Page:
THE OPPOSITE OF ADDICTION IS CONNECTION
Last week I lost Adam, an old friend who I loved.
I’ve spent this past week, awake at night, reflecting on my history with him. I was friends with Adam in high school. We were both members of the same crew- a close knit group of friends tightly bound through a shared love of music, social justice, and freedom. At the center of our world was Adam- the pumping heart at the core. He was caring, kind, and had an effortless charm that was enchanting and unforgettable. He had the ability to draw you in and make you feel so close to him, like you were his own personal sidekick. I have such fond memories of playing guitar with him, and listening to music together. My favorite memory together was when one night I walked over to his house and we stayed up until the sun came up, listening to one of my favorite albums by Wilco. I remember how he would obsessively pause at specific breaks and riffs and replay them over and over, analyzing every detail and melody. And through sharing his own enthusiasm, he inspired me cultivate a deep passion for music and art- a quality has stuck with me even now. He's such a crucial part of who I am today.
Despite unwavering love & support from family and friends and efforts at rehab, Adam succumbed to addiction, a misunderstood disease that crippled his mind and isolated him from the world. Beyond Adam, I have friends and family who suffered from the nightmare of addiction. The question I wonder more broadly, now that I’ve experienced another devastating loss at the hands of addiction, is how to move forward. How can we strive for a better health care system and treat addiction the way we do cancer or diabetes- as a long term, daily struggle that requires resources, relentless professional intervention, and a band of strong support systems. The general reality is that addiction is decidedly not viewed as a public health crisis, but a moral failure that relegates its victims to live in a state of secrecy and shame.
And so we need to change this reality, but how? How do we prevent these senseless deaths? Sadly, there’s no linear solution for effecting widespread societal change. What I do know is that perhaps it would be more effective if we stopped treating addicts like criminals and instead treated them with compassion. After all, studies show that people who lack connection or feel isolated from the world are more susceptible to develop an addiction. Why then do we treat addicts as outcasts when that is the very reason they sought escape in the first place? I do hope for a world where people in recovery are not shamed, but rather brought out of the dark and celebrated so they may foster meaningful connections with the suffering and inspire others to beat the battle. I long for the day where there is no stigma attached to addiction, and is no longer viewed as a weakness in will. As the Rabbi mentioned in his eulogy, Adam's struggle and death are a shame, but not shameful. Millions of people struggle with addiction yet only a small sliver of those people receive the help they need to attain long term recovery. I don’t know how to solve this complicated issue, but one place to start is by supporting organizations that are at the front lines of the fight. If you’d like to support the effort of fighting the addiction epidemic, please consider giving to an organization that helped Adam, The Helping Up Mission, and is actively helping many other men in Baltimore to overcome addiction. Every dollar counts!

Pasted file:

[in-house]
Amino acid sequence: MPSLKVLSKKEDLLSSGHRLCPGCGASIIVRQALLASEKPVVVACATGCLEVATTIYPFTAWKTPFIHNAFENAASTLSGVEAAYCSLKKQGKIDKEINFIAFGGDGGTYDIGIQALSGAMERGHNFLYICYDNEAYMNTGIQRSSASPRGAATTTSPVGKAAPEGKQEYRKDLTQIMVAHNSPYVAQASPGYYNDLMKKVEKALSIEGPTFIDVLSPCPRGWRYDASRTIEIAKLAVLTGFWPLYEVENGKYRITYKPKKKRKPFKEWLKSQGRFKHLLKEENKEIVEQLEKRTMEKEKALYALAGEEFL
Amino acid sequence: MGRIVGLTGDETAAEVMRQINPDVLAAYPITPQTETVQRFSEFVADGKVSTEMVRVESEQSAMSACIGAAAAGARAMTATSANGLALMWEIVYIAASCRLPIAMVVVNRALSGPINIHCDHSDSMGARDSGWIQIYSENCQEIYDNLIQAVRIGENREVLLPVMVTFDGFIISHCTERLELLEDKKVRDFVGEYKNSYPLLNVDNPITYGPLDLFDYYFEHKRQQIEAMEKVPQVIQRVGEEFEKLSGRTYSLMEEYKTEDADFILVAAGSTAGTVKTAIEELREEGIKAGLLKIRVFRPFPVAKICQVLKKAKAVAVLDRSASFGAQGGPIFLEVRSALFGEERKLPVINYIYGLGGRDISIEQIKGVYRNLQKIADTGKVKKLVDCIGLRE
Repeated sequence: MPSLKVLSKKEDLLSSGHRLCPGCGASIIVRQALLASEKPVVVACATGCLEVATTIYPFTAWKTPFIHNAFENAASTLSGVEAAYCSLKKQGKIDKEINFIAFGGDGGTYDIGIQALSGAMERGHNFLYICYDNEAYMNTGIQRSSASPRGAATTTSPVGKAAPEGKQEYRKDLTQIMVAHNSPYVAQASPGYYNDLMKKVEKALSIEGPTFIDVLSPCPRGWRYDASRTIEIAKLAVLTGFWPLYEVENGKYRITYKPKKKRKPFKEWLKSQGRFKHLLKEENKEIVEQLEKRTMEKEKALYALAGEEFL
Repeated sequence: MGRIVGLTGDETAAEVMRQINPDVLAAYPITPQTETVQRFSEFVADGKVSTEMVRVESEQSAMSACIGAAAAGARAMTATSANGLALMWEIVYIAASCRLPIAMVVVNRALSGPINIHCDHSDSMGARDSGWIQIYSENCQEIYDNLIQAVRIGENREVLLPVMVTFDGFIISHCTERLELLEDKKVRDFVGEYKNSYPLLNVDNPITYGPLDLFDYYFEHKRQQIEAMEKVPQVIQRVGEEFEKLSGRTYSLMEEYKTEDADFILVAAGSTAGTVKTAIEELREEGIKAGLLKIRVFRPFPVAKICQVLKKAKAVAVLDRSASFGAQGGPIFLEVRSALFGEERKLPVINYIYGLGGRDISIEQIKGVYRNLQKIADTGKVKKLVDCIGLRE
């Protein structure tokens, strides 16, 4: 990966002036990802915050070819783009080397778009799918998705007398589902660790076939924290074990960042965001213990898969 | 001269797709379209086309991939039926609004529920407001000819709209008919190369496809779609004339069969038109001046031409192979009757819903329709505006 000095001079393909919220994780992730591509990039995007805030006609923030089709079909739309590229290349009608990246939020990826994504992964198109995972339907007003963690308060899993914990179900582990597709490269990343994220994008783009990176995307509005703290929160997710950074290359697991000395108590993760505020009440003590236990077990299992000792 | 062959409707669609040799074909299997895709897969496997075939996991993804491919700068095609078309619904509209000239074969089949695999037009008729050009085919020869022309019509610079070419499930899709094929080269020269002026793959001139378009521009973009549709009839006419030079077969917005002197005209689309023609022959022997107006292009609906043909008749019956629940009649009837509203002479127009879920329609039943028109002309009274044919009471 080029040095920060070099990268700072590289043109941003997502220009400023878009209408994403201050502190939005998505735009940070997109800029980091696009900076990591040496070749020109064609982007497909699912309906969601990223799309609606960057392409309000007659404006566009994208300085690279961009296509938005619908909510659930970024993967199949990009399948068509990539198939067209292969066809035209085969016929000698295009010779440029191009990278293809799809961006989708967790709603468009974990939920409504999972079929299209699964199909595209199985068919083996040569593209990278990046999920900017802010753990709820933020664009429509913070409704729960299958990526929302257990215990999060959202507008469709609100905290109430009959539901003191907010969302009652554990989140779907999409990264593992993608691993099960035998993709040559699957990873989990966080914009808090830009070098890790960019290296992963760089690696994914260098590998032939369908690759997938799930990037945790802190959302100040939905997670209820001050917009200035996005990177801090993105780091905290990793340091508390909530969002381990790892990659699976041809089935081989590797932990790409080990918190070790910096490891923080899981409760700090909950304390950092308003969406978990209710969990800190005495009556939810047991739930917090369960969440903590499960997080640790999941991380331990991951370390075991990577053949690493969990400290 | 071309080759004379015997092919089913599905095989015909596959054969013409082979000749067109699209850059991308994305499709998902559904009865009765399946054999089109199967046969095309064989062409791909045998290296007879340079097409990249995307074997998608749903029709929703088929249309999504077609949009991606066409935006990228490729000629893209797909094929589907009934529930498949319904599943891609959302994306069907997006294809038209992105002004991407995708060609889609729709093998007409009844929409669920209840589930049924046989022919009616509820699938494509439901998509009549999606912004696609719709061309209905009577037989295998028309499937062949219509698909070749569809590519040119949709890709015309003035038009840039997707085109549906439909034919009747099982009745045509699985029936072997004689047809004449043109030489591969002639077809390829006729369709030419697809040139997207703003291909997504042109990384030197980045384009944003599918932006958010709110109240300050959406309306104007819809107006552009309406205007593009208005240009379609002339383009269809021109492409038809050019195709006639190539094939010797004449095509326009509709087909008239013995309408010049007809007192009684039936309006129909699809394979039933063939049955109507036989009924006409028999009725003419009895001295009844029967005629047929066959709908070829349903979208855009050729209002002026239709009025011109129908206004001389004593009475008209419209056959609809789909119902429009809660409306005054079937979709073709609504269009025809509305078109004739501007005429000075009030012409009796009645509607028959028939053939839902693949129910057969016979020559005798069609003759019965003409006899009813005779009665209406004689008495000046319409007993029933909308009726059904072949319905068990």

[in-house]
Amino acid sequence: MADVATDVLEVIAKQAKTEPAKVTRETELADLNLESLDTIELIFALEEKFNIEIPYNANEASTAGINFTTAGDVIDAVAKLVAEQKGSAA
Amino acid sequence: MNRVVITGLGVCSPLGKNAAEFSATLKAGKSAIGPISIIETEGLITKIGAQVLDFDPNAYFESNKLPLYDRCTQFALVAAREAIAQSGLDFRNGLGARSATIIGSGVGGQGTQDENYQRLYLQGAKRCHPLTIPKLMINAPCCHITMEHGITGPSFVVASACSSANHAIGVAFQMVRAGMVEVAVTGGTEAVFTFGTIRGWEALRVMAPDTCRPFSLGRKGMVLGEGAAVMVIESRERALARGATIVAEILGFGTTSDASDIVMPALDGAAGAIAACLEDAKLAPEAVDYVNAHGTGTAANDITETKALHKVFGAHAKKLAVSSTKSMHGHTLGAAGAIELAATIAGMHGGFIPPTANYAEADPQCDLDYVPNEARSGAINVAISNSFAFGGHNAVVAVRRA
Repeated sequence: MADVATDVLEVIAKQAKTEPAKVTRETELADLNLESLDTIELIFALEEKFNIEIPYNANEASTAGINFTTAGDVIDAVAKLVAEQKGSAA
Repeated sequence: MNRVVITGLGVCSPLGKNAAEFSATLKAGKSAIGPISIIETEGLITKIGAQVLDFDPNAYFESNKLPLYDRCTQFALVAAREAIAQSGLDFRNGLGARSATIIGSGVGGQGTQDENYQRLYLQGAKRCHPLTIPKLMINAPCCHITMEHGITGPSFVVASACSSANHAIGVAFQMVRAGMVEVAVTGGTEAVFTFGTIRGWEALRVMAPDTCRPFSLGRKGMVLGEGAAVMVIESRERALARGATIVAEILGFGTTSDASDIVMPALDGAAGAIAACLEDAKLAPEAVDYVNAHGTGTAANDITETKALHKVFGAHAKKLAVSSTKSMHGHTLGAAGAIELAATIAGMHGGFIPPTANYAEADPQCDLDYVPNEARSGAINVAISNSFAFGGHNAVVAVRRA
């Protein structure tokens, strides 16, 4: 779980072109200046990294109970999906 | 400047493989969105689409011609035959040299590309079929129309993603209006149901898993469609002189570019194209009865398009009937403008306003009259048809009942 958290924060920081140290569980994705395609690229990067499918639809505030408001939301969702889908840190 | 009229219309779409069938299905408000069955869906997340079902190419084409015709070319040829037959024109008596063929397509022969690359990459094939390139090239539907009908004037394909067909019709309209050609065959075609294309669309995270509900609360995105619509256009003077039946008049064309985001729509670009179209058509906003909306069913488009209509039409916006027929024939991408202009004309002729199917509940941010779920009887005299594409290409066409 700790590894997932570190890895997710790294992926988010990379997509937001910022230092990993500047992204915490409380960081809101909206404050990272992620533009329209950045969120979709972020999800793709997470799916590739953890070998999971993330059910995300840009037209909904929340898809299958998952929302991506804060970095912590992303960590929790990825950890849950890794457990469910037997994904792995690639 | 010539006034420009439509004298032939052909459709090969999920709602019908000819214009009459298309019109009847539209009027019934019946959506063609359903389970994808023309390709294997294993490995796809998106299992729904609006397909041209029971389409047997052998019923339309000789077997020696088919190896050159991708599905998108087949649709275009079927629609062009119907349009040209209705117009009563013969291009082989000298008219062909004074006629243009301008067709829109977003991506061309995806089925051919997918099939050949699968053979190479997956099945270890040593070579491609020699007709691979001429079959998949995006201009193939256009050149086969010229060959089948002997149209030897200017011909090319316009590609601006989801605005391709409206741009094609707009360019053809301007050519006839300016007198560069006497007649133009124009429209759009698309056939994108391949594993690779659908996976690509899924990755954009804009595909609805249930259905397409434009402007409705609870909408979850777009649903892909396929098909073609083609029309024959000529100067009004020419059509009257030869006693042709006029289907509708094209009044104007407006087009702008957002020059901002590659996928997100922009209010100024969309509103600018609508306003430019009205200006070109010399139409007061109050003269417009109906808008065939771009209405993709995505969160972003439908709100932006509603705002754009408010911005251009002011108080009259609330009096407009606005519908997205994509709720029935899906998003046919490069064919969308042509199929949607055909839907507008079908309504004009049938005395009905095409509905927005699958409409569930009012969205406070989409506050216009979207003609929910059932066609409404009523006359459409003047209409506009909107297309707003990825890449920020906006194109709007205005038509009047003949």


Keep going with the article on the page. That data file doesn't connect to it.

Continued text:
The recipe that I’m sharing comes from the refrigerator of Allison Hartman, Adam’s amazingly strong, compassionate, and generous mother, who I had the honor of reconnecting with this weekend. I have a glorious memory of this dish when one afternoon we were scrounging around Adam’s kitchen and discovered an enormous bowl of peanut noodles. I fell in love with them, and have been making them in my own kitchen ever since, with my own special spin of course. It’s a dish that I’ve thought about a lot this week- every time I make them I’m flooded with memories of Adam. Making these noodles has brought me so much comfort during this week of mourning and deep reflection, and I hope it brings you comfort too.
- spaghetti or soba noodles, boiled
- 1 large sweet potato, diced and roasted
- 1 red pepper, sliced thin
- 1 green pepper, sliced thin
- 1 cup of parsley, chopped
- 4 scallions, chopped
- 1 clove of garlic
- 1 inch knob of ginger
- 1/2 cup of peanut butter
- 1/3 cup of olive oil
- 1 tbs maple syrup
- 3 tbs. sesame oil
- 1/4 cup of rice wine vinegar
- 1/3 cup of soy sauce
- 3 tbs. black sesames
- 1 soft boiled, 5 min. egg
Boil noodles. Roast sweet potatoes. Meanwhile place garlic, ginger, peanut butter, maple syrup, olive oil, rice wine vinegar, sesame oil, soy sauce in a food processor and blend until smooth. When noodles are ready place in a bowl with sauce, sweet potatoes, peppers, parsley, black sesame and soft egg.